The settlement sits in a wealthy Roman landscape, not far from ancient lead mines at Charterhouse-on-Mendip. Daniel Connor, Project Archaeologist for principal contractors Balfour Beatty, said: “The site has a wonderful level of preservation, with archaeological deposits starting just below ground level. This has allowed our investigation to start from the demolition of the last phase of building all the way to the earliest phase of activity on site.”
Those early activities include use of the site as a rubbish dump. A collection of pits filled with Roman rubbish including deer antler, pottery and other discarded items have been found.
Trace remains, called beam slots, suggest that small rural buildings formed the next phase of construction along with drain gullies. These buildings were then built up and evolved into larger structures complete with stone foundations and large stone-lined drains. These include an open-faced building – possibly a workshop – and a metalled courtyard-type area.
The artefacts and types of structures found indicate a higher level of wealth in the settlement than the experts would deem typical for this rural landscape. Among the items discovered are brooches and coins from 2nd century AD through to 4th century AD. A further significant discovery under the floor of one of the buildings is a Roman baby burial – a typical burial method for ancient Roman people.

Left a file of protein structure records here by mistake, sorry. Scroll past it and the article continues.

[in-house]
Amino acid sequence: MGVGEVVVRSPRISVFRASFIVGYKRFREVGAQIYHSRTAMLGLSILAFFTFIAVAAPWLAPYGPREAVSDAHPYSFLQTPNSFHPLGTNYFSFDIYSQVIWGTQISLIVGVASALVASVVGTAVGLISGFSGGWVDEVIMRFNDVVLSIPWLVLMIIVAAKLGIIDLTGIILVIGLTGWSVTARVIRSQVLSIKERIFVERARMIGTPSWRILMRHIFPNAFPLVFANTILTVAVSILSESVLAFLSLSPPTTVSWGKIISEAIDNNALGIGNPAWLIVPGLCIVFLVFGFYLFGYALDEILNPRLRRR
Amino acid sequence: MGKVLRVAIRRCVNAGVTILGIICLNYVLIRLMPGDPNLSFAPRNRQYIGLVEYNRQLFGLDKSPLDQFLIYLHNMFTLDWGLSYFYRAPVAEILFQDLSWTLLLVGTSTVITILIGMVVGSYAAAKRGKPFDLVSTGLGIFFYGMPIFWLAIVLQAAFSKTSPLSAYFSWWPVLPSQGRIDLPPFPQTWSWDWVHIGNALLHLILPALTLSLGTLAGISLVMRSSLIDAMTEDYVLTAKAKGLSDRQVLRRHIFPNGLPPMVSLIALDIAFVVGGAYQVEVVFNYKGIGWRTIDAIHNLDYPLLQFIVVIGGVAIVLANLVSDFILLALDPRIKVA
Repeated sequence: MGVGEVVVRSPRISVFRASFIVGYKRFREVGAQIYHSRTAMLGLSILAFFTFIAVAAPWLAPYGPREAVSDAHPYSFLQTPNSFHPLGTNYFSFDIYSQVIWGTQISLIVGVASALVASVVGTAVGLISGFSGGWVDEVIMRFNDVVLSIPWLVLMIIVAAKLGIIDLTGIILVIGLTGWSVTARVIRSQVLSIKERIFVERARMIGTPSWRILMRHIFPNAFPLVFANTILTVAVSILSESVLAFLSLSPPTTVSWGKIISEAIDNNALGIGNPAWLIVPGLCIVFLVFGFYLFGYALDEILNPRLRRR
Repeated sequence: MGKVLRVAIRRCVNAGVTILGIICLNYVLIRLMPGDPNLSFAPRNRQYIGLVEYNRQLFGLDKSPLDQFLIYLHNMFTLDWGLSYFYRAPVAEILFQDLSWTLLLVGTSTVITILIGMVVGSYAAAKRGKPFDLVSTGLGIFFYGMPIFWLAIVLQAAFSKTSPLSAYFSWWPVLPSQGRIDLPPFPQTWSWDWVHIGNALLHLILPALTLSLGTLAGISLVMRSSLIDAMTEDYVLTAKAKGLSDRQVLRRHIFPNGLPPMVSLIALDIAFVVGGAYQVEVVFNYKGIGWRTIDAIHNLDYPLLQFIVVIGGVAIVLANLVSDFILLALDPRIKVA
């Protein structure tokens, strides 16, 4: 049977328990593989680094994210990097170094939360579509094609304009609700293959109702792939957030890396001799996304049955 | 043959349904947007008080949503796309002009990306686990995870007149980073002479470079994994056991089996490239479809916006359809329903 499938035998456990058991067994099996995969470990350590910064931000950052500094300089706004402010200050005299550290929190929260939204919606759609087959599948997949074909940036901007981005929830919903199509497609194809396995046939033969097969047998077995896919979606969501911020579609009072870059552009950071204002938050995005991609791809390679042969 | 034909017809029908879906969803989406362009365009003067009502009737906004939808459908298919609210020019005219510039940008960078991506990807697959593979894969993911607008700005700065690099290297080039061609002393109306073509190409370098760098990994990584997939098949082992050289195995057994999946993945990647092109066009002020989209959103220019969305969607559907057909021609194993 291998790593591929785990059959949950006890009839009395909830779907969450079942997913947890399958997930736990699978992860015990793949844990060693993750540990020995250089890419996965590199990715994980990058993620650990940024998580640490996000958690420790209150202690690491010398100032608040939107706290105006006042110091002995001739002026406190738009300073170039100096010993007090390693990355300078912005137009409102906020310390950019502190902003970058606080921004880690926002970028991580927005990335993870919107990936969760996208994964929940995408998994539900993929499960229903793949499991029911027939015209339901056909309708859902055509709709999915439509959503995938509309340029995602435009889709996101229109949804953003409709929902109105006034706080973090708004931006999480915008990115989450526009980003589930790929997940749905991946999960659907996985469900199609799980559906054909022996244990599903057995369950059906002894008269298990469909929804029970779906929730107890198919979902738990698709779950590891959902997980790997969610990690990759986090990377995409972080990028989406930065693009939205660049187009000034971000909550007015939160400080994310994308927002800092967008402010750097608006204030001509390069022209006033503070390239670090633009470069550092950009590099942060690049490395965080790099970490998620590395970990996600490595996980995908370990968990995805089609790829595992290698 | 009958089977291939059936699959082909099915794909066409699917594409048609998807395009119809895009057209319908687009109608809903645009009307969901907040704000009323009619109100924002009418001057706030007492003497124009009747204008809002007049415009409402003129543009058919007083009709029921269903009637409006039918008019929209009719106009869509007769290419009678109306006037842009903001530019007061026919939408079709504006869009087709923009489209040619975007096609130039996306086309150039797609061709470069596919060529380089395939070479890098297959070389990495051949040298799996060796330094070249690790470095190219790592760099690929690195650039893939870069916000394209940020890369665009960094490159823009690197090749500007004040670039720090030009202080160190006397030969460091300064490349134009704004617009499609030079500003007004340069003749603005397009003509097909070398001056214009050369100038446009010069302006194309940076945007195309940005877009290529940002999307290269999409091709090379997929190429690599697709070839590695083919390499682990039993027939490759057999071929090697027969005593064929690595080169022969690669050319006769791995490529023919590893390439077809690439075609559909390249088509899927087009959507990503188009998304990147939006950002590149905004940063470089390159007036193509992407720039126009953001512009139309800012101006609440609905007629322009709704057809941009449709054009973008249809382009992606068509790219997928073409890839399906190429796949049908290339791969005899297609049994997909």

The site is a fantastic example of a Roman roadside settlement, which has already increased knowledge of Roman occupation in the North Somerset area.
Daniel adds: “The site is a fantastic example of a Roman roadside settlement, which has already increased knowledge of Roman occupation in the North Somerset area. We have not finished yet and expect to find more evidence of the settlement and its inhabitants.”
James Goode, Project Director for National Grid, said: “As a responsible business, we are committed to, and investing in, the protection of the historic environment. We are working closely with Historic England and the County Archaeologist, and I’m proud of our work to uncover and record this fascinating site, which would otherwise have remained hidden.”